To support this community, John went on to found the Poston Gardens Foundation, raising much needed funds for those that otherwise cannot afford independently-supported residential living. With over 30 years of experience in both corporate and institutional real estate, John brings a unique perspective to his clients in representing both tenants and landlords in the southwest region of the U.S. John is also an active member of The Salesmanship Club of Dallas and is on the Board of UTSW Foundation Properties. John is the recipient of 2018 Governor’s Lone Star Achievement Award; 2017 Father of the Year Award, and the 2017 YMCA George L. Allen Leadership Award. John’s most important achievement is his role as father to his three children, Blake, Margot, and Michael.
The 2019 Johnny Stallings Award was presented to Tom Landis, founder and owner of Howdy Homemade. After launching his own marketing firm, with blue chip clients like World Cup USA 1994, M&M/Mars and Pepsi, Landis opened his first restaurant in 1996. Since 2000, Tom Landis has opened 13 restaurants.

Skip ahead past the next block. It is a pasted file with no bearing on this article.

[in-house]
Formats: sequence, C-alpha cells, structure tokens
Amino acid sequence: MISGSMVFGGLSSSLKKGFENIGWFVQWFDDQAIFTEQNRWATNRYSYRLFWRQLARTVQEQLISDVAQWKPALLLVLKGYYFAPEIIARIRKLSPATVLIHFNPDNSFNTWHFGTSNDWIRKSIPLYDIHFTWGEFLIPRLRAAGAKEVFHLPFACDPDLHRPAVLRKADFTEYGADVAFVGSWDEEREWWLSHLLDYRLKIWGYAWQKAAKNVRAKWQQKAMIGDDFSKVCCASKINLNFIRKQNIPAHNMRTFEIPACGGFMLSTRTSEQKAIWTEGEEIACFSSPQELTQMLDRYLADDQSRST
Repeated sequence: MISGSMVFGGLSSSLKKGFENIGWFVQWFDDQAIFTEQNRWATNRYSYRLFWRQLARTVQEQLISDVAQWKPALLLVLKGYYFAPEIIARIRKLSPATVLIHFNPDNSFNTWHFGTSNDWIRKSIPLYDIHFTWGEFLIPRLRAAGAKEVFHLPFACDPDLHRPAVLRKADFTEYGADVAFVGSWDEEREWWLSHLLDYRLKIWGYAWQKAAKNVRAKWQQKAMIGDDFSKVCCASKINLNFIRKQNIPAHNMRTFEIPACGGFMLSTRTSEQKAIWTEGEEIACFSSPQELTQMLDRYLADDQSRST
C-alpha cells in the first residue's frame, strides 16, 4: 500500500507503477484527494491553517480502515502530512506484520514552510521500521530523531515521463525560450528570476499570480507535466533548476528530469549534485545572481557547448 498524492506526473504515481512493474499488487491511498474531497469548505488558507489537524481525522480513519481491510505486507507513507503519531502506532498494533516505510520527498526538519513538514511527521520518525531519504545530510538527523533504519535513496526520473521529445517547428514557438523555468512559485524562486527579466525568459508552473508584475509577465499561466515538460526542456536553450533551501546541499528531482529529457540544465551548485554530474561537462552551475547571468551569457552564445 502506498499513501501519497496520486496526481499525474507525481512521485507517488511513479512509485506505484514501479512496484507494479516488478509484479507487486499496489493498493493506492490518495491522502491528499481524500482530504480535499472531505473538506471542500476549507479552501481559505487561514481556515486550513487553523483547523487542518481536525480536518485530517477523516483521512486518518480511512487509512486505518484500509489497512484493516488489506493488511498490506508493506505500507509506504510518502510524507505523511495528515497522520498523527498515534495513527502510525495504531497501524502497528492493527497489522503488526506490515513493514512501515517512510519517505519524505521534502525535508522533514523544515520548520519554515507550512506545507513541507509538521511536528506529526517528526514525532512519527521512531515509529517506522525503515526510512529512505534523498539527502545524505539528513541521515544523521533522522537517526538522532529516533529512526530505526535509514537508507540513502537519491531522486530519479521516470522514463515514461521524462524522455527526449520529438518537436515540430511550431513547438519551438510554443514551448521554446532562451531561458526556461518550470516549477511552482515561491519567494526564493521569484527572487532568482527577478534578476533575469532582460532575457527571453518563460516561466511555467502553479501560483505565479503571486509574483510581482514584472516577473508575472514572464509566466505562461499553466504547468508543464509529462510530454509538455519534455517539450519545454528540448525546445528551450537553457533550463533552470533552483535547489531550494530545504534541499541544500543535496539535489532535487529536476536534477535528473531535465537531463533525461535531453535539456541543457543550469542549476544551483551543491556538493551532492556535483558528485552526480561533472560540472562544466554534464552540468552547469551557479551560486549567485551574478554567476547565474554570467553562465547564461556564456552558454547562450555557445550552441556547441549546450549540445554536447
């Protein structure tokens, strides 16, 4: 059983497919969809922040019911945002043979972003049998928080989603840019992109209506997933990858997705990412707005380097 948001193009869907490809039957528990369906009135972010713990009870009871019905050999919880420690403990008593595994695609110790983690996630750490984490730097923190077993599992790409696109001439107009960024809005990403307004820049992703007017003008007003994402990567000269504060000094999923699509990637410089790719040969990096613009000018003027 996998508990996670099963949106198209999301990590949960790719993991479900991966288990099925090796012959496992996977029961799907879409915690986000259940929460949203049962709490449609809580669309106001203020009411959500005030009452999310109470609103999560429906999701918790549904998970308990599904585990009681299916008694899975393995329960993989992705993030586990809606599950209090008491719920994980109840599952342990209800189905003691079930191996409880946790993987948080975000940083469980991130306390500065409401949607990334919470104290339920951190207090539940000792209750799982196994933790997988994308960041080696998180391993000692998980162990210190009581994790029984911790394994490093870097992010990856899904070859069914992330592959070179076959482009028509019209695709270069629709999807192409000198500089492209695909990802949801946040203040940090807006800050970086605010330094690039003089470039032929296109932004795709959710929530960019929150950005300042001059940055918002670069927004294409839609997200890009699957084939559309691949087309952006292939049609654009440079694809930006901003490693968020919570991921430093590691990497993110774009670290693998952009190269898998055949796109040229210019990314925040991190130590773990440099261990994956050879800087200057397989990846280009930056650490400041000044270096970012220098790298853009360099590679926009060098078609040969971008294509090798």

Working with his incredible staff, he turned his restaurants into classrooms, between lunches and dinners and in partnership with Dallas Community Colleges, taught employees English and moved employees from hourly, kitchen jobs into management. For his work he was also awarded the Center for Nonprofit Management’s “Social Entrepreneur of the Year” Award in 2004.
In 2015, Tom opened Howdy Homemade, the first for-profit restaurant run by individuals with special needs. Legendary Coach Gene Stallings’ book, “Another Season,” was the genesis for Howdy Homemade. He is providing training and jobs for those that are not easily employed and showing the restaurant business how to solve the industry’s two biggest problems: employee turnover and customer service.
There is now a Howdy Homemade franchise in Salt Lake City, and more than 100 people are lined up for franchising.
2019: Tom Landis
2018: Jimmy Rane
Jimmy Rane received the 2017 Johnny Stallings Award. The founder of Abbeville-based building materials company Great Southern Wood Preserving, Rane is better known as Yella Fella, the cowboy alter-ego he plays in TV commercials. He got into the lumber business by accident. In 1970, as a law student, Rane stepped in to mediate a family dispute over his father-in-law’s estate and ended up taking control of a small fence post manufacturer. He expanded the company on the side while he ran a private practice and spent five years as a county judge. Eventually Rane shifted his focus to Great Southern Wood, where he remains chairman and CEO. Rane founded Great Southern Wood Preserving in Abbeville 46 years ago when he started peddling treated lumber out of the back of a red, 1961 pickup truck.